And don't think that teen girls are immune to this disease of madness. Here's a recent video of an extremely violent free-for-all between girls at a High School in the south. Things got so out of control, even the security officers couldn't stop it. 

So what about the kids who go to school to try to get an education and have to be confronted with this insanity every day? How can you feel relaxed enough to learn when there's the tension and threat of violent eruptions at any moment? Another question begs to be answered is why is it mostly blacks shooting or fighting with other blacks? 

What does this say about the feeling of self-worth and self-esteem that they have for themselves? It seems more like a viral blanket of self-hatred than anything else. Just look at how these girls seem to literally want to beat each other without mercy. How they viscously punch, kick and even stomp each other. It makes you ask the question: to these kids, Do Black Lives Really Matter?

Friday, October 24, 2014

Endangered Species

Andy Lopez, John Crawford III & Michael Brown
The tragic premature deaths of these three young men, Andy Lopez (13), John Crawford III (22) and Michael Brown (18) glaringly illustrate that something is horrifically wrong with how a number of police departments handle dealing with young black and brown males.
These young men are just the latest of countless others who have been killed by members of law enforcement. Officers who although sworn to protect and serve, become judge, jury and executioner in the split second it takes to pull a trigger. I need to make perfectly clear that I am not accusing the entire law-enforcement community of racism or extreme bias toward young Black men, but it it obvious that a minority of them have an unhealthy pre-judgemental condition that is illustrated by these killings.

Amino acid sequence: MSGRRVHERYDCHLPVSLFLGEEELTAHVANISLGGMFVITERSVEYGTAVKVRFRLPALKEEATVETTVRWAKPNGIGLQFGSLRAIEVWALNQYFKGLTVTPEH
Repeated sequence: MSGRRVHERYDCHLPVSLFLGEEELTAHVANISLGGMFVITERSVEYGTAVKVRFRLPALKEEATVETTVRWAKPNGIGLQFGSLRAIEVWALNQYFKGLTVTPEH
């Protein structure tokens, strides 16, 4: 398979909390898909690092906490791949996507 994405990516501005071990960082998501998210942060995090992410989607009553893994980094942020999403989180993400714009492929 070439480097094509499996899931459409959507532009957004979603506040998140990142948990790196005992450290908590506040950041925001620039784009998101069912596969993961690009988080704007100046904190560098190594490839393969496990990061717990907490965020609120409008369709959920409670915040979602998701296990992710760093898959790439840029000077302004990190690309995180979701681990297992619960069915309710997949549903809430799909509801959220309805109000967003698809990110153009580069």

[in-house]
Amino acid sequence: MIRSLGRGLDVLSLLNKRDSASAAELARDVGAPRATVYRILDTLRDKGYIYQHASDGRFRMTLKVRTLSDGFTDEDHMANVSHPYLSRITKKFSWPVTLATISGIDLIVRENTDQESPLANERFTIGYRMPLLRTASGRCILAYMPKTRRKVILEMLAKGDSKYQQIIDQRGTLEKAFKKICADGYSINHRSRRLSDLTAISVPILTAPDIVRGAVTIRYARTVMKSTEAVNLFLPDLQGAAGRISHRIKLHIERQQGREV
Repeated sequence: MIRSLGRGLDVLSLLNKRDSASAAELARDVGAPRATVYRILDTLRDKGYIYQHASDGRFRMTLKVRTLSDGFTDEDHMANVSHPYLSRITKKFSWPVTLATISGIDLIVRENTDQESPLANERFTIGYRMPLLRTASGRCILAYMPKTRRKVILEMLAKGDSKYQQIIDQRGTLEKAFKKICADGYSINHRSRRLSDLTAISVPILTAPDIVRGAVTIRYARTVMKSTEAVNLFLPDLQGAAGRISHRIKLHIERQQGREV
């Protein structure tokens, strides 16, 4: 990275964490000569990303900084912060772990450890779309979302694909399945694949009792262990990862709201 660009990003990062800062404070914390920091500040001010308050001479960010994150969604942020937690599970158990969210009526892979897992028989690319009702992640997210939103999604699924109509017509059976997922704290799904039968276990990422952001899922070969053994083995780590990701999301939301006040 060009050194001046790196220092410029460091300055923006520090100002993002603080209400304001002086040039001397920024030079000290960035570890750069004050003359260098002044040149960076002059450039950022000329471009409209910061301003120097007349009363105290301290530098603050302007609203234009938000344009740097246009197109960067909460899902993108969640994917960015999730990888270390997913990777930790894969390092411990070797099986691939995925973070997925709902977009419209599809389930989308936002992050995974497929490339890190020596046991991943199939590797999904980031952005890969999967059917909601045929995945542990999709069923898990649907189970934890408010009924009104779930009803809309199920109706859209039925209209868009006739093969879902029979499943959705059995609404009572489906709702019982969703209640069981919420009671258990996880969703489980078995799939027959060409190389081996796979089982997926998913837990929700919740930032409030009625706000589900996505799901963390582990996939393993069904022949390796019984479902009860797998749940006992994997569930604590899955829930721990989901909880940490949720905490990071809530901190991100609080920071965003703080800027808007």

Young men of color are dying at alarming rates and no one seems to know how to stop it. The proliferation of guns that are seemingly pumped like water into the inner cities of America has created an explosion of youth to youth homicidal violence. With the rancorous cancer-like infestation of street gangs and drug cartels, homicide continues to hover over our young man like tremendous cumulus clouds filled with bullets instead of raindrops.

Antonio Smith Jr.
Black males have, in my eyes, literally become an endangered species in America. The three young men above are only a small sample of how they are killed on the streets and towns of our country. Through the plague of the so-called "iron pipelines", kids as young as nine years old are murdered just for being in the wrong neighborhood, as in the case of Antonio Smith Jr. in Chicago.